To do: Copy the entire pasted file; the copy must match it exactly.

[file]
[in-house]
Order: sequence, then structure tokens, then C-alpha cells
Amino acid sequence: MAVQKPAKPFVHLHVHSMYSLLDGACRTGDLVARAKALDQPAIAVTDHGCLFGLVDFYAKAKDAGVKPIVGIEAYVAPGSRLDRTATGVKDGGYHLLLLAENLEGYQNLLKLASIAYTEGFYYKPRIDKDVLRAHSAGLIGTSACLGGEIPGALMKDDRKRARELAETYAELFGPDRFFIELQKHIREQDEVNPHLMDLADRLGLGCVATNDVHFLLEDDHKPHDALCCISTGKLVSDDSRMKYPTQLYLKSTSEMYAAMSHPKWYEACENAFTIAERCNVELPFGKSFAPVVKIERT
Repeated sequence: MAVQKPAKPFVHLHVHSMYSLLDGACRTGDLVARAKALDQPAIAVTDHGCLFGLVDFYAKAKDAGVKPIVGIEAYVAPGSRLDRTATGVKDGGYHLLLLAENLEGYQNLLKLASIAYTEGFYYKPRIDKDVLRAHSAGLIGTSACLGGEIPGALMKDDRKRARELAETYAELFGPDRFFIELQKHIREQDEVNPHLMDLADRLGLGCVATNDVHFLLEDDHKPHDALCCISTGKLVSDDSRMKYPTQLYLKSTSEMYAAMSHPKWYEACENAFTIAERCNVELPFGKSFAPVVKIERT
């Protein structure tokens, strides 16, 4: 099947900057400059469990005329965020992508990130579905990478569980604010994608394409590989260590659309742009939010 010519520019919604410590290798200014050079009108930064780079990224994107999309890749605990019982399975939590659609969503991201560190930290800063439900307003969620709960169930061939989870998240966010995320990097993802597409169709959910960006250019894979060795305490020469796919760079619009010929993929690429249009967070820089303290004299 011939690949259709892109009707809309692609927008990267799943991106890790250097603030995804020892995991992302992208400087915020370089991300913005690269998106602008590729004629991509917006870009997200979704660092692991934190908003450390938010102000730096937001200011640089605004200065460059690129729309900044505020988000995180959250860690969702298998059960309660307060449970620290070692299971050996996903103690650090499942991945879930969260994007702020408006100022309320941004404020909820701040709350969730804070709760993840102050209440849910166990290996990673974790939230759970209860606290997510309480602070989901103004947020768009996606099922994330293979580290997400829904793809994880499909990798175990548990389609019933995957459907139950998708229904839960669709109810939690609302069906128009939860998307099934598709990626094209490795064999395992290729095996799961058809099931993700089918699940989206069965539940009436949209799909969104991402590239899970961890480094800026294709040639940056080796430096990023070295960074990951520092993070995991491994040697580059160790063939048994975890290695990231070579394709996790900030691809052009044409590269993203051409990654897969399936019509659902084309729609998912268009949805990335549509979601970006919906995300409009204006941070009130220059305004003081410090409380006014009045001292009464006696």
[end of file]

[in-house]
Order: sequence, then structure tokens, then C-alpha cells
Amino acid sequence: MAVQKPAKPFVHLHVHSMYSLLDGACRTGDLVARAKALDQPAIAVTDHGCLFGLVDFYAKAKDAGVKPIVGIEAYVAPGSRLDRTATGVKDGGYHLLLLAENLEGYQNLLKLASIAYTEGFYYKPRIDKDVLRAHSAGLIGTSACLGGEIPGALMKDDRKRARELAETYAELFGPDRFFIELQKHIREQDEVNPHLMDLADRLGLGCVATNDVHFLLEDDHKPHDALCCISTGKLVSDDSRMKYPTQLYLKSTSEMYAAMSHPKWYEACENAFTIAERCNVELPFGKSFAPVVKIERT
Repeated sequence: MAVQKPAKPFVHLHVHSMYSLLDGACRTGDLVARAKALDQPAIAVTDHGCLFGLVDFYAKAKDAGVKPIVGIEAYVAPGSRLDRTATGVKDGGYHLLLLAENLEGYQNLLKLASIAYTEGFYYKPRIDKDVLRAHSAGLIGTSACLGGEIPGALMKDDRKRARELAETYAELFGPDRFFIELQKHIREQDEVNPHLMDLADRLGLGCVATNDVHFLLEDDHKPHDALCCISTGKLVSDDSRMKYPTQLYLKSTSEMYAAMSHPKWYEACENAFTIAERCNVELPFGKSFAPVVKIERT
């Protein structure tokens, strides 16, 4: 099947900057400059469990005329965020992508990130579905990478569980604010994608394409590989260590659309742009939010 010519520019919604410590290798200014050079009108930064780079990224994107999309890749605990019982399975939590659609969503991201560190930290800063439900307003969620709960169930061939989870998240966010995320990097993802597409169709959910960006250019894979060795305490020469796919760079619009010929993929690429249009967070820089303290004299 011939690949259709892109009707809309692609927008990267799943991106890790250097603030995804020892995991992302992208400087915020370089991300913005690269998106602008590729004629991509917006870009997200979704660092692991934190908003450390938010102000730096937001200011640089605004200065460059690129729309900044505020988000995180959250860690969702298998059960309660307060449970620290070692299971050996996903103690650090499942991945879930969260994007702020408006100022309320941004404020909820701040709350969730804070709760993840102050209440849910166990290996990673974790939230759970209860606290997510309480602070989901103004947020768009996606099922994330293979580290997400829904793809994880499909990798175990548990389609019933995957459907139950998708229904839960669709109810939690609302069906128009939860998307099934598709990626094209490795064999395992290729095996799961058809099931993700089918699940989206069965539940009436949209799909969104991402590239899970961890480094800026294709040639940056080796430096990023070295960074990951520092993070995991491994040697580059160790063939048994975890290695990231070579394709996790900030691809052009044409590269993203051409990654897969399936019509659902084309729609998912268009949805990335549509979601970006919906995300409009204006941070009130220059305004003081410090409380006014009045001292009464006696």